Molokini (see more photos) is a tiny island located about 2.5 miles (4 km) off the southern coast of Maui. It is a scuba diver's and snorkeler's paradise. In fact, it was named one of the top ten dive spots in the world! Molokini Island, which is actually a sunken volcanic crater, is also a designated Hawaii State Marine Life and Bird Conservation District; that's why the water is as clear as glass here and the fish so abundant. Fishing is not allowed here.
The crescent shape of Molokini Crater protects divers from high waves and currents. For snorkelers the inside area is a good spot because it is protected. Here you'll be able to see all kinds of marine life, such as colorful tropical fish, eels and turtles. More than 250 species of fish can be observed, some of which exist nowhere else in the world. Most commonly seen are the Yellow Tang, Black Triggerfish, Parrotfish, Moorish Idol, Bluefin Trevally and Raccoon Butterflyfish, as well as 38 hard coral species. So an excursion to this small rock island is an adventure for all Molokini snorkel fans.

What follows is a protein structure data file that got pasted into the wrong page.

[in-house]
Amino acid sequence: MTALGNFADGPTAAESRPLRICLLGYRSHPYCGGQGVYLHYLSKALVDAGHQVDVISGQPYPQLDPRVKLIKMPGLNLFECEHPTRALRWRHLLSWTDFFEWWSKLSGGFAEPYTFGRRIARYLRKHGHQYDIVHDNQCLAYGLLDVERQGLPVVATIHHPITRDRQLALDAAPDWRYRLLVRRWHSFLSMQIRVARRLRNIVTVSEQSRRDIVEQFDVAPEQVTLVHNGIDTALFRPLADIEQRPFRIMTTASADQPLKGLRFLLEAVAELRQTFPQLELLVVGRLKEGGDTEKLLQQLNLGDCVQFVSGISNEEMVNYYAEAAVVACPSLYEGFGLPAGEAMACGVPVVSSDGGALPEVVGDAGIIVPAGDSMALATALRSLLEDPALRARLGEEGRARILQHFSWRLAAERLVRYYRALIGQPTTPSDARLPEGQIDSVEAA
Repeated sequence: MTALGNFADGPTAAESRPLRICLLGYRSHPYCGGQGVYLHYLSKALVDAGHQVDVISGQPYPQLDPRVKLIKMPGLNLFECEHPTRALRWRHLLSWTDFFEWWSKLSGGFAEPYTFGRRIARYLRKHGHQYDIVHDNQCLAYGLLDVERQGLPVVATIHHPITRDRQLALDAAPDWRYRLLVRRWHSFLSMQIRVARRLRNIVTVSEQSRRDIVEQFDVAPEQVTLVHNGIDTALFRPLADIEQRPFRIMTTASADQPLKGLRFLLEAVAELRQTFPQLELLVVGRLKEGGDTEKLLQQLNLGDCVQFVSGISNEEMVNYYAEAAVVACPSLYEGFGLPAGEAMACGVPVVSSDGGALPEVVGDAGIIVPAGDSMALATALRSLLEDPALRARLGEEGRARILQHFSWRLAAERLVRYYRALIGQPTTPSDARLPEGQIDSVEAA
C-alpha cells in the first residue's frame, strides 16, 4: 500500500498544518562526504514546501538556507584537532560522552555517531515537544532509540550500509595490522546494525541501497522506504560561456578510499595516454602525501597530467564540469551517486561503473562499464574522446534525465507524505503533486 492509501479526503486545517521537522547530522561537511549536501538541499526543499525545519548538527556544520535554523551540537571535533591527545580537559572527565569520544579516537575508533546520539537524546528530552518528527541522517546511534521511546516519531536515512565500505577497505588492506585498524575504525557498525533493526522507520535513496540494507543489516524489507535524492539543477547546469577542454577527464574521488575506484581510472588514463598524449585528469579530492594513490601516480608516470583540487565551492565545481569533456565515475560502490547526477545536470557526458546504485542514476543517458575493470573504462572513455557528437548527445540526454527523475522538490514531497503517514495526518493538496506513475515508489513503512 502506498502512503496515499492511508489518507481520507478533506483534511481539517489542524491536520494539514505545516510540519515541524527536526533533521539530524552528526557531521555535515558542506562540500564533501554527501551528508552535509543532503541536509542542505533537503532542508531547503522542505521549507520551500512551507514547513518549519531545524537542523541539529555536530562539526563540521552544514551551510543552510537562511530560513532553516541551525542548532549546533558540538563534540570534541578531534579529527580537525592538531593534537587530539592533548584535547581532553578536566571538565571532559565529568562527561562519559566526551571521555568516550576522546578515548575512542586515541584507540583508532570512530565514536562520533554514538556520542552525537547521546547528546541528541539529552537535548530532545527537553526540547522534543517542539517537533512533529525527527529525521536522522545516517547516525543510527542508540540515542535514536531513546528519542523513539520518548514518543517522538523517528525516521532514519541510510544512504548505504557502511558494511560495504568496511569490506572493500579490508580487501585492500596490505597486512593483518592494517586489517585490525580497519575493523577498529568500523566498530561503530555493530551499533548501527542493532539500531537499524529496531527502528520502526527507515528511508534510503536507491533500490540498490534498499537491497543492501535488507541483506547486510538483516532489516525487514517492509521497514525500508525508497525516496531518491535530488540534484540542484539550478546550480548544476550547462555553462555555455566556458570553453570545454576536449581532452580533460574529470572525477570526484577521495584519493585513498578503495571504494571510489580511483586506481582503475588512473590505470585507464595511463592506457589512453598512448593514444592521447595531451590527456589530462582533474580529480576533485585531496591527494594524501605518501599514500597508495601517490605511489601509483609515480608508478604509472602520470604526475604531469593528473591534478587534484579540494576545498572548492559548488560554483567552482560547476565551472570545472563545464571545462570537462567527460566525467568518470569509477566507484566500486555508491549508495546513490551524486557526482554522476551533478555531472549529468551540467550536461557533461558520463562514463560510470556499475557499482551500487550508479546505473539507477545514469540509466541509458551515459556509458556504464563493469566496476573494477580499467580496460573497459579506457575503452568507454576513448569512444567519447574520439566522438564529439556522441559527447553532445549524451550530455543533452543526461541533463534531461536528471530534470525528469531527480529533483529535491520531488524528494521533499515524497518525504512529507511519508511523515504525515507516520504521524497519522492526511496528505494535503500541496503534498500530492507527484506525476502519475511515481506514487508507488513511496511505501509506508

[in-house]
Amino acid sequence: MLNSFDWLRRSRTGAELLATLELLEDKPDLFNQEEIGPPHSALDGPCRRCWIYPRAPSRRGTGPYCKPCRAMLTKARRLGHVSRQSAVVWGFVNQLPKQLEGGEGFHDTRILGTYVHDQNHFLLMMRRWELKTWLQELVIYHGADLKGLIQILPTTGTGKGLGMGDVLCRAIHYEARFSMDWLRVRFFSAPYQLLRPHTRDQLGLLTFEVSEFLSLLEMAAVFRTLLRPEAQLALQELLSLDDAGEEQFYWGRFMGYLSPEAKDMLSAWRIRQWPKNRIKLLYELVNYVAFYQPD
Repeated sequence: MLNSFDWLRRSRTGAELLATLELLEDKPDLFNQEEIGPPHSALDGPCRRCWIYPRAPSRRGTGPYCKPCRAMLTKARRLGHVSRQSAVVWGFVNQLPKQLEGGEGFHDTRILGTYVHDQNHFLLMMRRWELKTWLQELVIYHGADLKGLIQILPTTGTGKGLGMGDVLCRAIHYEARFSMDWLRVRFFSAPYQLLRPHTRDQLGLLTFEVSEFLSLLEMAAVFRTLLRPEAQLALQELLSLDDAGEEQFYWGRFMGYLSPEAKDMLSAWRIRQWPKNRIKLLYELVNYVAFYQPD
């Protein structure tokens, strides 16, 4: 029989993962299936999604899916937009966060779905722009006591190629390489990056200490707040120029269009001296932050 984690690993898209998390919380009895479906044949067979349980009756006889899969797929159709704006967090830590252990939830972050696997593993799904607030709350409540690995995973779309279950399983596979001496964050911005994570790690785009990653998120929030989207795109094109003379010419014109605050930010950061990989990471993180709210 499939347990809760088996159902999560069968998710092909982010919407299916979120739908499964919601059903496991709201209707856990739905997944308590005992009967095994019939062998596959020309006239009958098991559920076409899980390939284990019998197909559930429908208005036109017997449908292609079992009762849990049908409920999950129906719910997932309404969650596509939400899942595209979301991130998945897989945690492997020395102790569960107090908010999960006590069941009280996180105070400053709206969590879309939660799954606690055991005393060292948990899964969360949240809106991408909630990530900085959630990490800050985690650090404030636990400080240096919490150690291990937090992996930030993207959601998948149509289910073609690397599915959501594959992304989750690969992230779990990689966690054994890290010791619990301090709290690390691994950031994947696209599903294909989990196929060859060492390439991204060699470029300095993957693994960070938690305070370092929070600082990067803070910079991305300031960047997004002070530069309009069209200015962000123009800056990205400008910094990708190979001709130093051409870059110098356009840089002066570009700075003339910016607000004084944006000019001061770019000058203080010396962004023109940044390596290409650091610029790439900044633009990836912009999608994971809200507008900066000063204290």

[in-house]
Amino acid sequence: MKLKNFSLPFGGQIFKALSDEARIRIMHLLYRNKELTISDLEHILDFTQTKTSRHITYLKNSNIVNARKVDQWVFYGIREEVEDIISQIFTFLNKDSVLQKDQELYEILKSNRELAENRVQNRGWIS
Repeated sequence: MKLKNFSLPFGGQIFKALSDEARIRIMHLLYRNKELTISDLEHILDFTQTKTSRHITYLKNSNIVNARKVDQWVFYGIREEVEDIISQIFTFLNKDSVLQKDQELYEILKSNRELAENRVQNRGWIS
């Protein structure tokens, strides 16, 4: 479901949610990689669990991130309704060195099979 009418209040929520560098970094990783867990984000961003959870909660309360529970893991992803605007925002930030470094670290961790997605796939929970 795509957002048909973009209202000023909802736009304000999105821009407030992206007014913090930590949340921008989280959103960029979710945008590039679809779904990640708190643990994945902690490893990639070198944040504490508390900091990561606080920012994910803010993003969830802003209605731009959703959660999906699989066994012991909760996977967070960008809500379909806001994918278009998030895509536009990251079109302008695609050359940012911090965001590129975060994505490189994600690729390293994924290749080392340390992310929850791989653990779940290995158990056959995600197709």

The visibility is also great. On a calm day, you'll be able to see up to 150 feet (45.7 m) down to the bottom. Molokini's back wall drops off to depths of 300 feet (91.4 m). So this area is perfect for advanced divers. Molokini snorkeling tours are a unique and popular activity on Maui. Boat tours depart from either Maalaea or Lahaina Harbor. Even if you don't want to get into the water and are just accompanying family or friends, you won't be bored. It's a fun boat ride and the views are great. Also, instead of fish you can observe a variety of sea birds. The small island itself is home to nesting seabirds, including Wedge-tailed Shearwaters, Bulwer's Petrels and Great Frigatebirds.
- Tiny island located about 2.5 miles off the southern coast of Maui
- Named one of the top ten dive and snorkeling spots in the world
- More than 250 species of fish can be seen here, some of which are endemic to Hawaii
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